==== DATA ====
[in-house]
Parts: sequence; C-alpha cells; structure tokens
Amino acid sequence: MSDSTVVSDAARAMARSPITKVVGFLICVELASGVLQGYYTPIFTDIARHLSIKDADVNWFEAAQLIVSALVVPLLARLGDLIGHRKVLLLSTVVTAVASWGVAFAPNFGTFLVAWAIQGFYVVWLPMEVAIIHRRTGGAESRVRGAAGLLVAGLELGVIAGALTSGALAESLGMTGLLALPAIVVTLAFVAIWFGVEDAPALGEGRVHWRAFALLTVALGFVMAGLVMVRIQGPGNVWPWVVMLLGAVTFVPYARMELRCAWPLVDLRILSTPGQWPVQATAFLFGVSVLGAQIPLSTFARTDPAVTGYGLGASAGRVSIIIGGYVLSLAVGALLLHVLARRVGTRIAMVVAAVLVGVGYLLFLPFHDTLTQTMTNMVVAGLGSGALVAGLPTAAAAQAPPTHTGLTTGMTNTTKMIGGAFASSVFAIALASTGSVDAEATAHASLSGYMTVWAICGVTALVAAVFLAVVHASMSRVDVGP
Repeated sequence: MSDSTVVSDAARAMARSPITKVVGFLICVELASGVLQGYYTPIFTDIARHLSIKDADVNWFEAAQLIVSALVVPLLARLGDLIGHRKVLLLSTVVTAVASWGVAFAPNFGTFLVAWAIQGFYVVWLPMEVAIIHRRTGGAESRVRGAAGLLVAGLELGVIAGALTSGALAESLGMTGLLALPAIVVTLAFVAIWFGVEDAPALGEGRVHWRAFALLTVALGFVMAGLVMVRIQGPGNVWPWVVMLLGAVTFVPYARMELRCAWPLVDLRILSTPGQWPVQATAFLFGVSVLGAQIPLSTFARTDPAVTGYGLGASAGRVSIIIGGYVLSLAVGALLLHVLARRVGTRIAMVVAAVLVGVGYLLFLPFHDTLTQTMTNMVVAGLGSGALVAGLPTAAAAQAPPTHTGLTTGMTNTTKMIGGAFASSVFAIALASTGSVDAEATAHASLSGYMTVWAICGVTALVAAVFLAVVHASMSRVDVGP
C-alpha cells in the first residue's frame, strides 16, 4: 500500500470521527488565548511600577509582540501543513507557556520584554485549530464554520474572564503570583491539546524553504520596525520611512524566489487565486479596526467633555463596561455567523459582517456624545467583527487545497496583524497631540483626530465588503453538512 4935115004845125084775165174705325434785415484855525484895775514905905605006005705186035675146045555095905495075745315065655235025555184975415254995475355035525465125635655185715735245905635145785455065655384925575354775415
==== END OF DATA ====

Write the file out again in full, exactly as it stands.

[in-house]
Parts: sequence; C-alpha cells; structure tokens
Amino acid sequence: MSDSTVVSDAARAMARSPITKVVGFLICVELASGVLQGYYTPIFTDIARHLSIKDADVNWFEAAQLIVSALVVPLLARLGDLIGHRKVLLLSTVVTAVASWGVAFAPNFGTFLVAWAIQGFYVVWLPMEVAIIHRRTGGAESRVRGAAGLLVAGLELGVIAGALTSGALAESLGMTGLLALPAIVVTLAFVAIWFGVEDAPALGEGRVHWRAFALLTVALGFVMAGLVMVRIQGPGNVWPWVVMLLGAVTFVPYARMELRCAWPLVDLRILSTPGQWPVQATAFLFGVSVLGAQIPLSTFARTDPAVTGYGLGASAGRVSIIIGGYVLSLAVGALLLHVLARRVGTRIAMVVAAVLVGVGYLLFLPFHDTLTQTMTNMVVAGLGSGALVAGLPTAAAAQAPPTHTGLTTGMTNTTKMIGGAFASSVFAIALASTGSVDAEATAHASLSGYMTVWAICGVTALVAAVFLAVVHASMSRVDVGP
Repeated sequence: MSDSTVVSDAARAMARSPITKVVGFLICVELASGVLQGYYTPIFTDIARHLSIKDADVNWFEAAQLIVSALVVPLLARLGDLIGHRKVLLLSTVVTAVASWGVAFAPNFGTFLVAWAIQGFYVVWLPMEVAIIHRRTGGAESRVRGAAGLLVAGLELGVIAGALTSGALAESLGMTGLLALPAIVVTLAFVAIWFGVEDAPALGEGRVHWRAFALLTVALGFVMAGLVMVRIQGPGNVWPWVVMLLGAVTFVPYARMELRCAWPLVDLRILSTPGQWPVQATAFLFGVSVLGAQIPLSTFARTDPAVTGYGLGASAGRVSIIIGGYVLSLAVGALLLHVLARRVGTRIAMVVAAVLVGVGYLLFLPFHDTLTQTMTNMVVAGLGSGALVAGLPTAAAAQAPPTHTGLTTGMTNTTKMIGGAFASSVFAIALASTGSVDAEATAHASLSGYMTVWAICGVTALVAAVFLAVVHASMSRVDVGP
C-alpha cells in the first residue's frame, strides 16, 4: 500500500470521527488565548511600577509582540501543513507557556520584554485549530464554520474572564503570583491539546524553504520596525520611512524566489487565486479596526467633555463596561455567523459582517456624545467583527487545497496583524497631540483626530465588503453538512 4935115004845125084775165174705325434785415484855525484895775514905905605006005705186035675146045555095905495075745315065655235025555184975415254995475355035525465125635655185715735245905635145785455065655384925575354775415